As part of a presentation she gave in late March, Becky Dolan talked about the importance of flexibility and adaptability in life. She pointed to her career as an example.
“I thought I would be a professor at a university,” the Director of Butler’s Friesner Herbarium said. “This was a different route. There was a lot of serendipity that happened along the way that worked out well for me.”
Thirty-one years later, as she prepares to retire from Butler, Dolan looks back proudly at her achievements, which include working with her assistant Marcia Moore and many students to create a searchable database of more than 40,000 Indianapolis and Indiana dried, pressed, and preserved plant specimens.
“Largely because of her hard work,” Butler Biology Professor Carmen Salsbury said, “the Friesner Herbarium is locally, regionally, and nationally recognized.”
Dolan grew up in the Detroit area and moved with her family when she was in middle school to a suburban area that had woods, natural areas, and a creek. She liked spending time in the woods, and she was good in science—especially biology—so her high school guidance counselor suggested medical school.
She went to the University of Michigan, where she was one of 1,500 undergraduate pre-professional majors in biology. One of the required courses was botany.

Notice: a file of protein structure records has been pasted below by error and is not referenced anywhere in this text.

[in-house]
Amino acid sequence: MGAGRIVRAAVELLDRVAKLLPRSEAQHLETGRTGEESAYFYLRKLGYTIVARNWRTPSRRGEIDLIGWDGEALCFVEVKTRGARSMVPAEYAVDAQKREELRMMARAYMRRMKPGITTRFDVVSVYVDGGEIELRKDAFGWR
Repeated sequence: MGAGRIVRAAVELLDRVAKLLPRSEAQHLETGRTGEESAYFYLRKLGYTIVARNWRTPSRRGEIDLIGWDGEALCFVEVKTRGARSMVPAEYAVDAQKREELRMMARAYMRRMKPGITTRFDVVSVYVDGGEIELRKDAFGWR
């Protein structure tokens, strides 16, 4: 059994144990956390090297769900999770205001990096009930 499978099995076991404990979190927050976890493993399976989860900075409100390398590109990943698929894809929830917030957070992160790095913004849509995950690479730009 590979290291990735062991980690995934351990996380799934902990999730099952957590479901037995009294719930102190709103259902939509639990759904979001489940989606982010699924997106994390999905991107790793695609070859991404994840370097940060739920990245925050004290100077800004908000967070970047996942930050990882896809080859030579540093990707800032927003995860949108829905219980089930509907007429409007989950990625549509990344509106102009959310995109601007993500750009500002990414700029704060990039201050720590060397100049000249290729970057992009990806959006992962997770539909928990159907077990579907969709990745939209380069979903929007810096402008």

“It was fascinating to me,” she said. “I was struggling in an animal physiology class I was taking, but the botany came easily and it felt like things I already knew—and was learning again. I loved learning more about things I was seeing in the woods and understanding more about their biology and their life cycle and knowing their names.”
She changed her major to botany—there were only 70 botany majors—and found both a subject she enjoyed and a tight-knit community.
After graduating, she moved to the University of Georgia for graduate school. She missed the burgeoning music scene in Athens, but she did meet her future husband, Tom, there. He was also a graduate student who had started school a year before her.
They had mutual friends, and at one point she learned that Tom and his girlfriend had broken up. She invited him to a campus movie. He blew her off, saying he had to study for a test, but the following week he called and they had dinner together.
In 1981, Tom and Becky got married. They decided they’d both apply for jobs and take the best offer. When Tom took a two-year position doing research at the University of California, Riverside, Becky took a job with an environmental-consulting firm, where she received some grants from the Bureau of Land Management to study rare plants in Napa and Sonoma counties.
After Tom was hired in 1985 to teach at Butler, the Holcomb Research Institute (HRI) at Butler, which employed a half-dozen Ph.D. plant ecologists studying areas like acid rain and the effects of air pollution, gave Becky a courtesy appointment so she could apply for grants and figure out ways to work with its researchers.